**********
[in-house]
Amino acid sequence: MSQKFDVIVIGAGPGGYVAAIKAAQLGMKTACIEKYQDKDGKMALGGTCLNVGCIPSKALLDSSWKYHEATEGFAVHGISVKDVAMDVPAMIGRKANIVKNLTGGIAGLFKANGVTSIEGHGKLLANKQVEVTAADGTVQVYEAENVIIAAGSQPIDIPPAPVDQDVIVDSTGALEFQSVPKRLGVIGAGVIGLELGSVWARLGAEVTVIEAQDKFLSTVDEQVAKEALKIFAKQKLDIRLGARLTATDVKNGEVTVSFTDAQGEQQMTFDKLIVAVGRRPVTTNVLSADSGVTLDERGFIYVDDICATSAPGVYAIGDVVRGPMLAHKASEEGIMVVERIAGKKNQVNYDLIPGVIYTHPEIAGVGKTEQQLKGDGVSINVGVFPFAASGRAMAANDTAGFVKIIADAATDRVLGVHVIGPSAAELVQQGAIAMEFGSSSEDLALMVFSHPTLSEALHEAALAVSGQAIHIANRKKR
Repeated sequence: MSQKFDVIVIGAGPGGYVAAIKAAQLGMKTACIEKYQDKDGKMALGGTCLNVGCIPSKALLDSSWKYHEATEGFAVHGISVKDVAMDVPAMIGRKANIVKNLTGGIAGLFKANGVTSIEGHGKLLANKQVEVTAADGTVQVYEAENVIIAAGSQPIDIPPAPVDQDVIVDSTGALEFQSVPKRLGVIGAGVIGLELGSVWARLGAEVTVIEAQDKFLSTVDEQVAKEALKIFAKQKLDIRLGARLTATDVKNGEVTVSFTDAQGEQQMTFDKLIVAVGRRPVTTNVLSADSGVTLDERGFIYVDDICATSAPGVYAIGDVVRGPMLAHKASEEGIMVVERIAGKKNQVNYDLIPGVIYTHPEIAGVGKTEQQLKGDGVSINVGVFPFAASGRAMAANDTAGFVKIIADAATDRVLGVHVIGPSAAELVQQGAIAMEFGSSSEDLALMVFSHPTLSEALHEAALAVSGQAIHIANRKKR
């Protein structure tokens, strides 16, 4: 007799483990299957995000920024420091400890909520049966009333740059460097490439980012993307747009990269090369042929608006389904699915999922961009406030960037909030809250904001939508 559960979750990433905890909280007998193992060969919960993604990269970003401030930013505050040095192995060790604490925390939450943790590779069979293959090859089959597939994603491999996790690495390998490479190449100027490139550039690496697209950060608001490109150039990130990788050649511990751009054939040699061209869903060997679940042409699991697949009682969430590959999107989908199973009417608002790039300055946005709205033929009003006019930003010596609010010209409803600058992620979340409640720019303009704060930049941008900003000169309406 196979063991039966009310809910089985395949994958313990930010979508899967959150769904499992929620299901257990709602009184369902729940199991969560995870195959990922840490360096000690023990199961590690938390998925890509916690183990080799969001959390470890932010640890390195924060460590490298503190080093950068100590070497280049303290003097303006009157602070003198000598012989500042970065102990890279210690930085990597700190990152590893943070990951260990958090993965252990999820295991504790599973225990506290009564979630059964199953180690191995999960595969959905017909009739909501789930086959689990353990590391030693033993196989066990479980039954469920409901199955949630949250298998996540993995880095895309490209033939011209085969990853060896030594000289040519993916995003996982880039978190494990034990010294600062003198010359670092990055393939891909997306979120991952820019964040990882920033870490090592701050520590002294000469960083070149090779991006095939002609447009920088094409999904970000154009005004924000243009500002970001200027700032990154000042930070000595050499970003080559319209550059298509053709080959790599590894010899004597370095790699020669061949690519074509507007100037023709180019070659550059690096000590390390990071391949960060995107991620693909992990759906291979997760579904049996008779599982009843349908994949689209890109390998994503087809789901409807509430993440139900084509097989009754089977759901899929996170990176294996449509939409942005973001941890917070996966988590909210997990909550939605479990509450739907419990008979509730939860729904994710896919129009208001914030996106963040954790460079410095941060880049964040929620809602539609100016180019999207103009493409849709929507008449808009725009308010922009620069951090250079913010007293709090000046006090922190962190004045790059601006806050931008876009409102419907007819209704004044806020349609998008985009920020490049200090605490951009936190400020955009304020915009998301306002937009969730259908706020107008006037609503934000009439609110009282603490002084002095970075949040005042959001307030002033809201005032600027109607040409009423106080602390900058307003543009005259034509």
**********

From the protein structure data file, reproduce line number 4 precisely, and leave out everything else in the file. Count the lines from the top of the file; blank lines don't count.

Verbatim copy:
């Protein structure tokens, strides 16, 4: 007799483990299957995000920024420091400890909520049966009333740059460097490439980012993307747009990269090369042929608006389904699915999922961009406030960037909030809250904001939508 559960979750990433905890909280007998193992060969919960993604990269970003401030930013505050040095192995060790604490925390939450943790590779069979293959090859089959597939994603491999996790690495390998490479190449100027490139550039690496697209950060608001490109150039990130990788050649511990751009054939040699061209869903060997679940042409699991697949009682969430590959999107989908199973009417608002790039300055946005709205033929009003006019930003010596609010010209409803600058992620979340409640720019303009704060930049941008900003000169309406 196979063991039966009310809910089985395949994958313990930010979508899967959150769904499992929620299901257990709602009184369902729940199991969560995870195959990922840490360096000690023990199961590690938390998925890509916690183990080799969001959390470890932010640890390195924060460590490298503190080093950068100590070497280049303290003097303006009157602070003198000598012989500042970065102990890279210690930085990597700190990152590893943070990951260990958090993965252990999820295991504790599973225990506290009564979630059964199953180690191995999960595969959905017909009739909501789930086959689990353990590391030693033993196989066990479980039954469920409901199955949630949250298998996540993995880095895309490209033939011209085969990853060896030594000289040519993916995003996982880039978190494990034990010294600062003198010359670092990055393939891909997306979120991952820019964040990882920033870490090592701050520590002294000469960083070149090779991006095939002609447009920088094409999904970000154009005004924000243009500002970001200027700032990154000042930070000595050499970003080559319209550059298509053709080959790599590894010899004597370095790699020669061949690519074509507007100037023709180019070659550059690096000590390390990071391949960060995107991620693909992990759906291979997760579904049996008779599982009843349908994949689209890109390998994503087809789901409807509430993440139900084509097989009754089977759901899929996170990176294996449509939409942005973001941890917070996966988590909210997990909550939605479990509450739907419990008979509730939860729904994710896919129009208001914030996106963040954790460079410095941060880049964040929620809602539609100016180019999207103009493409849709929507008449808009725009308010922009620069951090250079913010007293709090000046006090922190962190004045790059601006806050931008876009409102419907007819209704004044806020349609998008985009920020490049200090605490951009936190400020955009304020915009998301306002937009969730259908706020107008006037609503934000009439609110009282603490002084002095970075949040005042959001307030002033809201005032600027109607040409009423106080602390900058307003543009005259034509």